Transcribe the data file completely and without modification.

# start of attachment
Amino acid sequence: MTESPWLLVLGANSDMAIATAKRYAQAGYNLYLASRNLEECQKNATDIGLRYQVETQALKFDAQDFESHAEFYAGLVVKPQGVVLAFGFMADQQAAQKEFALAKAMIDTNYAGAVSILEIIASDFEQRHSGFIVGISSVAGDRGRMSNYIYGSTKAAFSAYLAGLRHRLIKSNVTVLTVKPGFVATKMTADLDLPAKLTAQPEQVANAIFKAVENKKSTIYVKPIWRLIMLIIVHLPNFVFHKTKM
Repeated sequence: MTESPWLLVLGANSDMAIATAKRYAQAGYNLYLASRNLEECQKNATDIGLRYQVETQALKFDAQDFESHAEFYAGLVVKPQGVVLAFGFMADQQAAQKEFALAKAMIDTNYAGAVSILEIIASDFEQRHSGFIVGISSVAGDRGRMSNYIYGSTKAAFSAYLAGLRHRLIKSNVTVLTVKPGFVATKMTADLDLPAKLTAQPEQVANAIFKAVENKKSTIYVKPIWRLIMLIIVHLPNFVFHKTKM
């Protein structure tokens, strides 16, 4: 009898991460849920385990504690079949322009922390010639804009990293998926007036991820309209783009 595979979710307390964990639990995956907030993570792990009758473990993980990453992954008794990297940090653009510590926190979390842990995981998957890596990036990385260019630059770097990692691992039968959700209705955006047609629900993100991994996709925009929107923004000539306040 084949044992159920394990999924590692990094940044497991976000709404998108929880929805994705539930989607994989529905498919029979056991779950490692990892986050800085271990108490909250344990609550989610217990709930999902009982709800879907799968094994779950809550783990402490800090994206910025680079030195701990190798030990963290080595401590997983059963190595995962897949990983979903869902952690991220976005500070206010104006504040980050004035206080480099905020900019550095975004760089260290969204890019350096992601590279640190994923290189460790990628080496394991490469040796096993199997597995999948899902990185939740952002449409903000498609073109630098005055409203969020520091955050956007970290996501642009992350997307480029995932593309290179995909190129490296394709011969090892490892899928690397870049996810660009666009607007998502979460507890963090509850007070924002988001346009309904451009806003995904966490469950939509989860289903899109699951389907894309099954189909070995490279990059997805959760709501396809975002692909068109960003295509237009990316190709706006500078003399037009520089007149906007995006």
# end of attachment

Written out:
Amino acid sequence: MTESPWLLVLGANSDMAIATAKRYAQAGYNLYLASRNLEECQKNATDIGLRYQVETQALKFDAQDFESHAEFYAGLVVKPQGVVLAFGFMADQQAAQKEFALAKAMIDTNYAGAVSILEIIASDFEQRHSGFIVGISSVAGDRGRMSNYIYGSTKAAFSAYLAGLRHRLIKSNVTVLTVKPGFVATKMTADLDLPAKLTAQPEQVANAIFKAVENKKSTIYVKPIWRLIMLIIVHLPNFVFHKTKM
Repeated sequence: MTESPWLLVLGANSDMAIATAKRYAQAGYNLYLASRNLEECQKNATDIGLRYQVETQALKFDAQDFESHAEFYAGLVVKPQGVVLAFGFMADQQAAQKEFALAKAMIDTNYAGAVSILEIIASDFEQRHSGFIVGISSVAGDRGRMSNYIYGSTKAAFSAYLAGLRHRLIKSNVTVLTVKPGFVATKMTADLDLPAKLTAQPEQVANAIFKAVENKKSTIYVKPIWRLIMLIIVHLPNFVFHKTKM
């Protein structure tokens, strides 16, 4: 009898991460849920385990504690079949322009922390010639804009990293998926007036991820309209783009 595979979710307390964990639990995956907030993570792990009758473990993980990453992954008794990297940090653009510590926190979390842990995981998957890596990036990385260019630059770097990692691992039968959700209705955006047609629900993100991994996709925009929107923004000539306040 084949044992159920394990999924590692990094940044497991976000709404998108929880929805994705539930989607994989529905498919029979056991779950490692990892986050800085271990108490909250344990609550989610217990709930999902009982709800879907799968094994779950809550783990402490800090994206910025680079030195701990190798030990963290080595401590997983059963190595995962897949990983979903869902952690991220976005500070206010104006504040980050004035206080480099905020900019550095975004760089260290969204890019350096992601590279640190994923290189460790990628080496394991490469040796096993199997597995999948899902990185939740952002449409903000498609073109630098005055409203969020520091955050956007970290996501642009992350997307480029995932593309290179995909190129490296394709011969090892490892899928690397870049996810660009666009607007998502979460507890963090509850007070924002988001346009309904451009806003995904966490469950939509989860289903899109699951389907894309099954189909070995490279990059997805959760709501396809975002692909068109960003295509237009990316190709706006500078003399037009520089007149906007995006």